Ask Trooper Rob
“I just received a ‘fix it’ ticket for a busted taillight. What do I do next?”
— A reader from from Niles
A “fix it” ticket or a waiverable citation is usually used for defective equipment.
A burned out headlight, loud exhaust, or tinted windows are a few examples of when law enforcement uses this.
Usually, 10 days are given for the defective equipment to be repaired. Once repaired, bring the citation to any Michigan police officer. We would have you turn on the headlights, rev up the engine, or measure the window tint and verify this was compliant with the law, then sign the back of the ticket. You then mail or deliver in person the ticket to the appropriate court.
As long as it is done within the ten days, the ticket is dismissed and nothing goes on a driving record.
You should contact the court if you need an extension because a part has to be ordered or some other unforeseen event. It is highly advised you don’t let this lapse and forget about it.
Recently, I have entered bench warrants because drivers didn’t take care of the citation and they have now failed to comply.
“I don’t want my name involved in a report but I want to report a tip. How can I do this?”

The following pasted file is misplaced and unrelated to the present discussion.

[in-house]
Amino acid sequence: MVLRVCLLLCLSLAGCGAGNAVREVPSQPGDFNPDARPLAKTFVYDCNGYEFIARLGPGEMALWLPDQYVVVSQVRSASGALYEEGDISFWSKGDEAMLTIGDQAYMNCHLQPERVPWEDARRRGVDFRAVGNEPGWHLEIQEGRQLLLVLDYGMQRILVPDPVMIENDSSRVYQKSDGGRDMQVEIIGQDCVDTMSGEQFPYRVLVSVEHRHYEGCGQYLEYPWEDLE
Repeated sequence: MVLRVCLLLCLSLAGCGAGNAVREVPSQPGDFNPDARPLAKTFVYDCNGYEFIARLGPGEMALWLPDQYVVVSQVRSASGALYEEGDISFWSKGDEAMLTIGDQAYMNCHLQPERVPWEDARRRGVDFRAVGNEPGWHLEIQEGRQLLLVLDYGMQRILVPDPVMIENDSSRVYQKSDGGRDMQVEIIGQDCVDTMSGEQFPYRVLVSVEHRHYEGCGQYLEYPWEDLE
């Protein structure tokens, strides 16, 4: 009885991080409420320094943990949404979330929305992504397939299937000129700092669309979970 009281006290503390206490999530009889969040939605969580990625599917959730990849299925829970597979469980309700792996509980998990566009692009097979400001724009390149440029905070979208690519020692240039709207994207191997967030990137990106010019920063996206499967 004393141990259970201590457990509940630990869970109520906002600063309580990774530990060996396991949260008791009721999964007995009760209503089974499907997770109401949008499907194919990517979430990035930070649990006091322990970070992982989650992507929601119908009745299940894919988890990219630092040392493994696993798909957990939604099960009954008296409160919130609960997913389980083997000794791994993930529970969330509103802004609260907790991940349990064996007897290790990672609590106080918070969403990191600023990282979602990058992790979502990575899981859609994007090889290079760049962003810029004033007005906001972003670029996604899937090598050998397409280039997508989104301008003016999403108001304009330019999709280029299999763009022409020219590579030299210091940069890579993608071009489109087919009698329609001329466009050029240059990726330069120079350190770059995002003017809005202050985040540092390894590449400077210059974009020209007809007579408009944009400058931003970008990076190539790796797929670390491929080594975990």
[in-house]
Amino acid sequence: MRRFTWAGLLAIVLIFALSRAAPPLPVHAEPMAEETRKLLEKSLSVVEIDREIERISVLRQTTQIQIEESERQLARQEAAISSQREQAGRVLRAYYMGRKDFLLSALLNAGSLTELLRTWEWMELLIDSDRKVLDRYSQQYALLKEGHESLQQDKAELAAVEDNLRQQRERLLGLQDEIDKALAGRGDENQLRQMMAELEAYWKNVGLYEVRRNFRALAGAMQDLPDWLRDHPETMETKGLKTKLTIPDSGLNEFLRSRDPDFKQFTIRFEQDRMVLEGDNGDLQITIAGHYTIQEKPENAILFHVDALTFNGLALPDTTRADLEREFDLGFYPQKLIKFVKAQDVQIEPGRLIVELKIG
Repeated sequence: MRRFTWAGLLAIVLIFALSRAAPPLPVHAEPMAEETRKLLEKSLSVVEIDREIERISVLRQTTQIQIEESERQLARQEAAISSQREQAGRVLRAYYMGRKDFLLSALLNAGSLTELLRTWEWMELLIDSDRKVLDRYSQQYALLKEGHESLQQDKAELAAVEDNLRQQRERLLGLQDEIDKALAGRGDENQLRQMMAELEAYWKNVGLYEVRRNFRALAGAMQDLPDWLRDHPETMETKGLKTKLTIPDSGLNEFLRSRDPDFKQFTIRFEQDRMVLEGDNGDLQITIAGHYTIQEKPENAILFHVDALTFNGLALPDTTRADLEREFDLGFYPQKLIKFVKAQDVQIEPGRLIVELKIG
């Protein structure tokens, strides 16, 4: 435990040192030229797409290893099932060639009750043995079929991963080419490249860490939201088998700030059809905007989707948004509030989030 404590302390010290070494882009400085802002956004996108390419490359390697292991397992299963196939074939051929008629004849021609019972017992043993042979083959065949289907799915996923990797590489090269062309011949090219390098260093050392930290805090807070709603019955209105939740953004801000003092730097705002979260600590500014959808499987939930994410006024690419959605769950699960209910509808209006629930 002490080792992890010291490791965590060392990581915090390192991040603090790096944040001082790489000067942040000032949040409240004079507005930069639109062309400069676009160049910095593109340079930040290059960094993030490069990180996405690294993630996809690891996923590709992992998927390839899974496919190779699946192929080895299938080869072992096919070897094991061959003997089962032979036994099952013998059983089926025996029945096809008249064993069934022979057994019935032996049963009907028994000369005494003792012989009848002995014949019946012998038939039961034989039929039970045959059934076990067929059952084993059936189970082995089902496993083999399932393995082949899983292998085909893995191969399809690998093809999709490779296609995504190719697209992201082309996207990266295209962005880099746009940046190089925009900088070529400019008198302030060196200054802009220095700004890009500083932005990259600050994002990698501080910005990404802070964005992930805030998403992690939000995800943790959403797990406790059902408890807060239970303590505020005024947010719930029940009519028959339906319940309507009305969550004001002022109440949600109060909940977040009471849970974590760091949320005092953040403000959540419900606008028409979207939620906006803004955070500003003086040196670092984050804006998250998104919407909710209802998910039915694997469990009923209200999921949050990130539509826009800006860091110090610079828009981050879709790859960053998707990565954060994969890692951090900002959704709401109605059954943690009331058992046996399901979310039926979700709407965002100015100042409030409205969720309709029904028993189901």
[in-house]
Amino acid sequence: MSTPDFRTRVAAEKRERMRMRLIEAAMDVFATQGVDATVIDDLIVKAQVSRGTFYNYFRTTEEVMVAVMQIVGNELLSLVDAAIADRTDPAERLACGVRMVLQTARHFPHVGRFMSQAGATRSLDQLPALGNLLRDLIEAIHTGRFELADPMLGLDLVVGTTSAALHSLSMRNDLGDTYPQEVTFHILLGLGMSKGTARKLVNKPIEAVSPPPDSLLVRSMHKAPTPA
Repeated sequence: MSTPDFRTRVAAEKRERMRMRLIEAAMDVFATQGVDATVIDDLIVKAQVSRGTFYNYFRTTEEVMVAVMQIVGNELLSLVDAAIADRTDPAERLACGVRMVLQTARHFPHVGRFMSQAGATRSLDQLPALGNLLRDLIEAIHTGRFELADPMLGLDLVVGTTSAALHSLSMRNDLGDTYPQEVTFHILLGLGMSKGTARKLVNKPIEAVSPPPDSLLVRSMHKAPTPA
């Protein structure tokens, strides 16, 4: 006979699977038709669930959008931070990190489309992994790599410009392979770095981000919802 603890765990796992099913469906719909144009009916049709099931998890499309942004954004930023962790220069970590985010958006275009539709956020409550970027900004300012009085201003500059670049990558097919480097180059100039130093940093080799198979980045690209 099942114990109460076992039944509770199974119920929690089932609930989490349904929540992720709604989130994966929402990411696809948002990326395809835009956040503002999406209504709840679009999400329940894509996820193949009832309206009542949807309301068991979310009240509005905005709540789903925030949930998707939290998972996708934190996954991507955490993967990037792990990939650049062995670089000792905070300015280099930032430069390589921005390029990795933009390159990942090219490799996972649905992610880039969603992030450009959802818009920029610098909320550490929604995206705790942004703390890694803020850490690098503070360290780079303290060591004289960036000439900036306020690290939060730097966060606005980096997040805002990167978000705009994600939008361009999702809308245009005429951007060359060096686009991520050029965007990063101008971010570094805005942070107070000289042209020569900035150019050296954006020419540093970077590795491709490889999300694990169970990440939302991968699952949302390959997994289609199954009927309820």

— A reader from Dowagiac
Many local police departments have tip lines to report situations within their jurisdiction.
On the Michigan State Police website (WWW.Michigan.Gov/MSP) under the tab “About MSP” there is a tab for specific tip lines and their phone numbers.
The “OK2Say” tip line, specifically for schools, also has email and phone apps to report incidents. Crime stoppers assign confidential numbers to a caller.
If that caller is needed or more information is requested, then that number is used to have the tipster call back.
A simple phone call can be used also. You may tell us that you wish to remain anonymous and give the information. If it is a major tip there are ways to keep you anonymous in the report.
“I would like to know what the roads are like from New Buffalo to Traverse City. Can you tell me if there are any delays along the way?”
— An anonymous reader
On a phone call like this, we will put you into a voicemail for “Roads and Weather” which is updated frequently and has other phone numbers you may need.
As the dispatchers are sitting inside a room with limited window views, we are not able to honestly answer this type of question. AAA may call once or twice a day with requests for road conditions.
With limited patrols, we may be able to call and get conditions for a specific stretch of roadway which gets passed on for their automated updates. Again, the MSP website, listed above, has an icon for road conditions.
By clicking on this you can access many websites and phone numbers that can be used to plan your trip ahead of time.
Some may even have a phone app for the road. Plan ahead when driving and use this information.
Rob Herbstreith is a community service trooper with the Michigan State Police Niles post. Questions or comments can be emailed to TrooperRob53@yahoo.com
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